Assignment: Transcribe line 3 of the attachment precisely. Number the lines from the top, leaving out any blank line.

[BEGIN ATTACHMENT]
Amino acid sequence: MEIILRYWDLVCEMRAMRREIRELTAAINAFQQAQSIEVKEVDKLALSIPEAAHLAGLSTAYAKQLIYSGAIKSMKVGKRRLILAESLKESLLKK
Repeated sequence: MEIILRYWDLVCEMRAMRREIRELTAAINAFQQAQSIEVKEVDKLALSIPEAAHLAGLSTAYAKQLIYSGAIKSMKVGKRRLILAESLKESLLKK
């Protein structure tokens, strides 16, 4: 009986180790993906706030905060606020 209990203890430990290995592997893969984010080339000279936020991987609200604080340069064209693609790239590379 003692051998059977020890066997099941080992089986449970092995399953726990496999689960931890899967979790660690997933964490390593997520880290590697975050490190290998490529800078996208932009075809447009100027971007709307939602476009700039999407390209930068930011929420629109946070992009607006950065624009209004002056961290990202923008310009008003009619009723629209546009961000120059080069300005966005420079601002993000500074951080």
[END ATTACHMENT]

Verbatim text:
């Protein structure tokens, strides 16, 4: 009986180790993906706030905060606020 209990203890430990290995592997893969984010080339000279936020991987609200604080340069064209693609790239590379 003692051998059977020890066997099941080992089986449970092995399953726990496999689960931890899967979790660690997933964490390593997520880290590697975050490190290998490529800078996208932009075809447009100027971007709307939602476009700039999407390209930068930011929420629109946070992009607006950065624009209004002056961290990202923008310009008003009619009723629209546009961000120059080069300005966005420079601002993000500074951080």